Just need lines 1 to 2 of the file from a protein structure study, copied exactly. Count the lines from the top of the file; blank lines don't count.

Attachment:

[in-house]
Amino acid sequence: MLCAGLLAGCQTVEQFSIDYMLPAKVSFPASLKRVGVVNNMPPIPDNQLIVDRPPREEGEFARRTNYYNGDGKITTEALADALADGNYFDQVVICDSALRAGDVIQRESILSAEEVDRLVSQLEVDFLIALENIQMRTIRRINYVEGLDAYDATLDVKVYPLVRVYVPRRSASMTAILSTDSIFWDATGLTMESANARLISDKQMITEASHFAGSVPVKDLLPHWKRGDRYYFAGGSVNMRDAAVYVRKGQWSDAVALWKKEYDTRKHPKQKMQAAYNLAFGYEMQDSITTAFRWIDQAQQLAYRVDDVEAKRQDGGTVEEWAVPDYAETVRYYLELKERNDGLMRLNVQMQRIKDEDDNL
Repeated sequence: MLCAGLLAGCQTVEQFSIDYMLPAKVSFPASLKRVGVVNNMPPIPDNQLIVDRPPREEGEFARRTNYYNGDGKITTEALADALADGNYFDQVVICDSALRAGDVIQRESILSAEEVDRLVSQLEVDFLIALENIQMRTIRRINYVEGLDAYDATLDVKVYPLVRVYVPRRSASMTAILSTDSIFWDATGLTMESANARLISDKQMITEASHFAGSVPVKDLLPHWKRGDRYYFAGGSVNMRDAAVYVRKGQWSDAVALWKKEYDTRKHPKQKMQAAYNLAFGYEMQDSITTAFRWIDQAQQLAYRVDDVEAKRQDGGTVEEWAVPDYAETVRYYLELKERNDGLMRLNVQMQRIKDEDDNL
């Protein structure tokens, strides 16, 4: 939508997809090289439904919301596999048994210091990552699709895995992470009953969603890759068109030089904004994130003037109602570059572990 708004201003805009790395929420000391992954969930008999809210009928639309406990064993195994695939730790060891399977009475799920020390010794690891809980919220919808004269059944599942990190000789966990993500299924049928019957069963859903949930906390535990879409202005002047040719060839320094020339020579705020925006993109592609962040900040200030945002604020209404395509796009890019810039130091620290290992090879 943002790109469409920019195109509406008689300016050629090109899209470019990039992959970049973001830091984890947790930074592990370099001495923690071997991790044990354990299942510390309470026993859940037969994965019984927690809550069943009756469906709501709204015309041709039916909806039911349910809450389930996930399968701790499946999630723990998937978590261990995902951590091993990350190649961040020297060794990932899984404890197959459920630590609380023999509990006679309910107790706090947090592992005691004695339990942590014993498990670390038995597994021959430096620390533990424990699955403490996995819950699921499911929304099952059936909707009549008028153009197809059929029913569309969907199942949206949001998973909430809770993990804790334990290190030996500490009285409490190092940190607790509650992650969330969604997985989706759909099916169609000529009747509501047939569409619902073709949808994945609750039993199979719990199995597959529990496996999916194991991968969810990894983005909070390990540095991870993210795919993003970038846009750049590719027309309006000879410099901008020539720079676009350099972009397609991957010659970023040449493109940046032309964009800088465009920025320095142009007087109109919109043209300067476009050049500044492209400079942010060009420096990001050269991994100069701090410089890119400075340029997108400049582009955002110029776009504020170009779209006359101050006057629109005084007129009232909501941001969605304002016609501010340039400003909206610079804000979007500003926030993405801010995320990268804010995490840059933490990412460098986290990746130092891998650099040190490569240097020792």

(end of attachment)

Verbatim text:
[in-house]
Amino acid sequence: MLCAGLLAGCQTVEQFSIDYMLPAKVSFPASLKRVGVVNNMPPIPDNQLIVDRPPREEGEFARRTNYYNGDGKITTEALADALADGNYFDQVVICDSALRAGDVIQRESILSAEEVDRLVSQLEVDFLIALENIQMRTIRRINYVEGLDAYDATLDVKVYPLVRVYVPRRSASMTAILSTDSIFWDATGLTMESANARLISDKQMITEASHFAGSVPVKDLLPHWKRGDRYYFAGGSVNMRDAAVYVRKGQWSDAVALWKKEYDTRKHPKQKMQAAYNLAFGYEMQDSITTAFRWIDQAQQLAYRVDDVEAKRQDGGTVEEWAVPDYAETVRYYLELKERNDGLMRLNVQMQRIKDEDDNL